Wells located around the river near Fort Huachuca’s eastern edge would draw about 95 percent of their supply from water that would otherwise feed the San Pedro River, Hoffman’s preliminary map indicated. In contrast, wells located west of the river near the Huachuca’s southern boundary would draw only about 30 percent of their supply from water that would otherwise go to the stream.
The area’s newest spate of wells are going in exactly where Hoffman’s analysis shows they would do the most damage, pointed out Patrick Graham of The Nature Conservancy, alluding to some of the development occurring in the budding towns of Hereford and Palominas right along the river.
“Groundwater supports those rivers. While there’s not a legal recognition, it’s a fact,” Graham said. Many states, including Arizona, fail to consider the impact groundwater withdrawals have on nearby rivers, as Robert Glennon describes at length in his book Water Follies: Groundwater Pumping and the Fate of America’s Fresh Waters.
Graham compared groundwater basins to bathtubs, noting that rivers flow only when the basins are full enough to over- flow into channels. Yet surface waters serve millions of birds as “nature’s high- ways, hospitals, hotels, and restaurants,” he said. Conservationists consider the San Pedro especially crucial as an oasis for migratory birds, as it encompasses the northern limits for some tropical species and the southern edge for some species traveling from cooler climates.
Tourism and recreation also thrive due to surface water, such as the inner tub- ing industry on Phoenix’s Salt River.
Concern for rivers and their functions drew a crowd of about 250 people to an August talk in Tucson by Jackie King. A researcher from South Africa, King assesses ecological, social, and economic values of river systems around the world and how they change with development.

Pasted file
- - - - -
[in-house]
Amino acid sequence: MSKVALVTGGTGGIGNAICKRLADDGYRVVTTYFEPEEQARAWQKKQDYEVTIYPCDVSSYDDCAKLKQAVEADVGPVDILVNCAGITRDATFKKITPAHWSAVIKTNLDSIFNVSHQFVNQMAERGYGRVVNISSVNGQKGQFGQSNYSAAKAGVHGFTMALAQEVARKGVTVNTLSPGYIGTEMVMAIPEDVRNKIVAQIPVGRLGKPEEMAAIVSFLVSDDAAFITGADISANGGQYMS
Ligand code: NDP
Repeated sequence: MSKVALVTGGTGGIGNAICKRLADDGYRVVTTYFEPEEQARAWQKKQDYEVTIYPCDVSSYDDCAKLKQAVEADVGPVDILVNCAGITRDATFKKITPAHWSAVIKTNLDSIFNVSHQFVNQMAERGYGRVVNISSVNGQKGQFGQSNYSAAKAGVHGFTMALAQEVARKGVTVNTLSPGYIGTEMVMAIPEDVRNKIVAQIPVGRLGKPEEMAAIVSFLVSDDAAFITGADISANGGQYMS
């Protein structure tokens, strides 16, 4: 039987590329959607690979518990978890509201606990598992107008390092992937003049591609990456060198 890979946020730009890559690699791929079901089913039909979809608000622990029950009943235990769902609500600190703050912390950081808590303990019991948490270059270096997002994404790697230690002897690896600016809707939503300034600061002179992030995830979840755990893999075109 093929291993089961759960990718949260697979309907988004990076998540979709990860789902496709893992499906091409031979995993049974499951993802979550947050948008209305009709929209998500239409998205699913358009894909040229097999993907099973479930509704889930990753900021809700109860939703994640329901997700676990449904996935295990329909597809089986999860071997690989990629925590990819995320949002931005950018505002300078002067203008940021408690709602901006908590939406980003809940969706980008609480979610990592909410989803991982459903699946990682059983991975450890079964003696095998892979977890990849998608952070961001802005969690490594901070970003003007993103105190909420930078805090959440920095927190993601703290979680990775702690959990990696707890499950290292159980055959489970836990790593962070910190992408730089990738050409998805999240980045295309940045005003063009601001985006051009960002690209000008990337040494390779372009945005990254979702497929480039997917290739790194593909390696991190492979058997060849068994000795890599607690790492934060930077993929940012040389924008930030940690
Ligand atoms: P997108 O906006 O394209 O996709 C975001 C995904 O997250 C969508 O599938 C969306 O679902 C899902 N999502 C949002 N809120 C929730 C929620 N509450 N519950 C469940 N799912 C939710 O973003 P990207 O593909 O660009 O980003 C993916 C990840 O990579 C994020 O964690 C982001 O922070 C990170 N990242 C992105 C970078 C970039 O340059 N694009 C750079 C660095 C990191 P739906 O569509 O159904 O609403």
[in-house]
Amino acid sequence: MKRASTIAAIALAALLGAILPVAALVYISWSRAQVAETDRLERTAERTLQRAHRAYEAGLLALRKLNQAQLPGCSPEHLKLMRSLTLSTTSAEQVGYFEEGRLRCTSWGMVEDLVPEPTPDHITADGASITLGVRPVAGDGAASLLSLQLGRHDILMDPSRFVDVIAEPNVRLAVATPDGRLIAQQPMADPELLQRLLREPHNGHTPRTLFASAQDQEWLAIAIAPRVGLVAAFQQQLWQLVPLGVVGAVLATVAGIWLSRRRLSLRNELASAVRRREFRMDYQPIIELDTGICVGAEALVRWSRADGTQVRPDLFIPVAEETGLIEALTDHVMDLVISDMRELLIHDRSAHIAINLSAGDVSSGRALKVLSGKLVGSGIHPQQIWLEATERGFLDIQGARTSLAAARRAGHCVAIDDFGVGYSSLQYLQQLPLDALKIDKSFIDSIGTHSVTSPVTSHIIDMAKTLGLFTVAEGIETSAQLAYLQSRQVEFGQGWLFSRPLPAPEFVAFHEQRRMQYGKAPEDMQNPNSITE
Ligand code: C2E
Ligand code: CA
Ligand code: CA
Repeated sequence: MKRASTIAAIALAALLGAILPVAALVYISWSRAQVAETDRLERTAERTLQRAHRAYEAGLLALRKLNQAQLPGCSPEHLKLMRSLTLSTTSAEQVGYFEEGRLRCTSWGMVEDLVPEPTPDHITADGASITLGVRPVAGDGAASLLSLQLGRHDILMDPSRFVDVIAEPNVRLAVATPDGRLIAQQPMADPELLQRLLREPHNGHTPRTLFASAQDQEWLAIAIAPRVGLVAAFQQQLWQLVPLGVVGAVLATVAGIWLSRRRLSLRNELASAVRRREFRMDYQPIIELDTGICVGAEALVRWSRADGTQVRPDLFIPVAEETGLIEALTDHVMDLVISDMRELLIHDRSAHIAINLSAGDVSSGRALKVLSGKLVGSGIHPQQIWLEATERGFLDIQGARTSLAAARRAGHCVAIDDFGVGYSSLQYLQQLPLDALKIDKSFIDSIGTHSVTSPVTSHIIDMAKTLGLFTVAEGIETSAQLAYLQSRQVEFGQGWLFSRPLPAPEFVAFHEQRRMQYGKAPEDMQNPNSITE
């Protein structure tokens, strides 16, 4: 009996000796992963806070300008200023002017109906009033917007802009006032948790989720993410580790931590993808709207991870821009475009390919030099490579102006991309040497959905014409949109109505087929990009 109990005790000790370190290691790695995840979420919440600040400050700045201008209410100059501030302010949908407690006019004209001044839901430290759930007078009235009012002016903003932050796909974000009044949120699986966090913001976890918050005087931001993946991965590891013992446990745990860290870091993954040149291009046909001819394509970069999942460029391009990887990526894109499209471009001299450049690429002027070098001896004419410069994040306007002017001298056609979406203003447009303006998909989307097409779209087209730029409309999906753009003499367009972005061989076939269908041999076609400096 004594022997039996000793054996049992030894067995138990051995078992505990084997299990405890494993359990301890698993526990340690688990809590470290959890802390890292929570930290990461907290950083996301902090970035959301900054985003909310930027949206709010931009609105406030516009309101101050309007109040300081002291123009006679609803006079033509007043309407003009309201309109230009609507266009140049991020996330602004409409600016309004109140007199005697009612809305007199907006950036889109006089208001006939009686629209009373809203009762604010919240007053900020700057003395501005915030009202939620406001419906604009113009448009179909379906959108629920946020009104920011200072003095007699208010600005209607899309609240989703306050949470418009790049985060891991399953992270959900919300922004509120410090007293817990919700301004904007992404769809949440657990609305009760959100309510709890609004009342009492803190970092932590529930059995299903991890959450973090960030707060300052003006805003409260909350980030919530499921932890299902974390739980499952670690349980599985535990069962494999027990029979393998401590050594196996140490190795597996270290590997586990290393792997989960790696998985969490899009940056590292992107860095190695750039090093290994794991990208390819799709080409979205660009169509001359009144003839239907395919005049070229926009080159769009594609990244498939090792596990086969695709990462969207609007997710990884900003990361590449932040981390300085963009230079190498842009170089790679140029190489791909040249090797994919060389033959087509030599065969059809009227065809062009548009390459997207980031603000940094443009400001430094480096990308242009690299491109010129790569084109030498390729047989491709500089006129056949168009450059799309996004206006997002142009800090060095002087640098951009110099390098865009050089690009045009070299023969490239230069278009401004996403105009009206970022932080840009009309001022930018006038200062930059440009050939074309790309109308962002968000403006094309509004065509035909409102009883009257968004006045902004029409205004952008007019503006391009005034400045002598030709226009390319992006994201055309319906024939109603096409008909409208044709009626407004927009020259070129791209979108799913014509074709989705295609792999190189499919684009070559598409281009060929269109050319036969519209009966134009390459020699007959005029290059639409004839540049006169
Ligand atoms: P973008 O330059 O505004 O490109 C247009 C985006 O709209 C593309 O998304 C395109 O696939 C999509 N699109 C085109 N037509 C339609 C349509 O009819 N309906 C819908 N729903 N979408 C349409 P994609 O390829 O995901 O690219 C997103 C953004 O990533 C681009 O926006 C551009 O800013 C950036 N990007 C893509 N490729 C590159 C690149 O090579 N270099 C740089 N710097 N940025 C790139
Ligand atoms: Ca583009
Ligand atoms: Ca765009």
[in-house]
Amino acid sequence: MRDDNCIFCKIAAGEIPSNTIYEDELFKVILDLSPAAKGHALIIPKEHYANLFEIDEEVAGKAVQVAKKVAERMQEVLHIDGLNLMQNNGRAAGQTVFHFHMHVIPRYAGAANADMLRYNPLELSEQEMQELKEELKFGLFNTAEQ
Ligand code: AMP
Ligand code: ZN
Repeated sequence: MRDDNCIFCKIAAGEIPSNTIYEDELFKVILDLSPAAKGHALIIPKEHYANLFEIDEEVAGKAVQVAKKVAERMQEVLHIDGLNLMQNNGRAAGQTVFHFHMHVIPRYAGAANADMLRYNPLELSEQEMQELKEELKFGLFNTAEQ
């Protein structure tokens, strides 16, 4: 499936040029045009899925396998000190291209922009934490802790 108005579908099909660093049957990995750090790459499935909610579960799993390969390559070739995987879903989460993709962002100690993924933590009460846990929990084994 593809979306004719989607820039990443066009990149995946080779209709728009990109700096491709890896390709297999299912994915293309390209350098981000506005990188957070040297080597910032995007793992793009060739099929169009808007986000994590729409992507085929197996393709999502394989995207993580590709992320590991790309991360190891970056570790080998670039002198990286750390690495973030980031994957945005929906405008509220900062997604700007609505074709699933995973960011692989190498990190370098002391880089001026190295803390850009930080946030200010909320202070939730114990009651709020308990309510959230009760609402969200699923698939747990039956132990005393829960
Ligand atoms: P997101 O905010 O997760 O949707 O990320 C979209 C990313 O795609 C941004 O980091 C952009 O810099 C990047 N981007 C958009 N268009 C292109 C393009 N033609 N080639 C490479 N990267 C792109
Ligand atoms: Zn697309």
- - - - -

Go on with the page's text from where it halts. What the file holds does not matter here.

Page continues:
Noting that Arizona policy encourages population growth, she outlined how researchers could assess some of the benefits and costs of proposed water withdrawals to encourage more informed policy decisions (River Research and Applications, Fall 2003).
Using extensive data on historical, present-day, and future river flow patterns and location of riparian plants, researchers could project how proposed withdrawals might impact water quality, wildlife, and tourism, for example.
“If you take half your diet away, you will change. If you take half the river water away, it will change,” King told the crowd gathered at The University of Arizona. Later she reminded, “Good quality of life doesn’t just mean a nice house and food in the fridge.”
King noted that her approach includes working with various interest groups and individuals. With her recommended approach, scientists restrict their role to evaluating and presenting data, leaving policy decisions to the governments and stakeholders involved.
In the concluding remarks at the June conference, Kathy Jacobs encouraged water managers and the research community to explain the impact of decisions so policy makers could avoid working “in a vacuum.” A onetime water manager, Jacobs now directs the tri-university Arizona Water Institute.
Water managers need to create a better link between water availability and population growth management, Gammage suggested, adding, “I don’t think water managers can continue the attitude of ‘We’re the plumbers. You tell us what we need to do and we’ll do it.’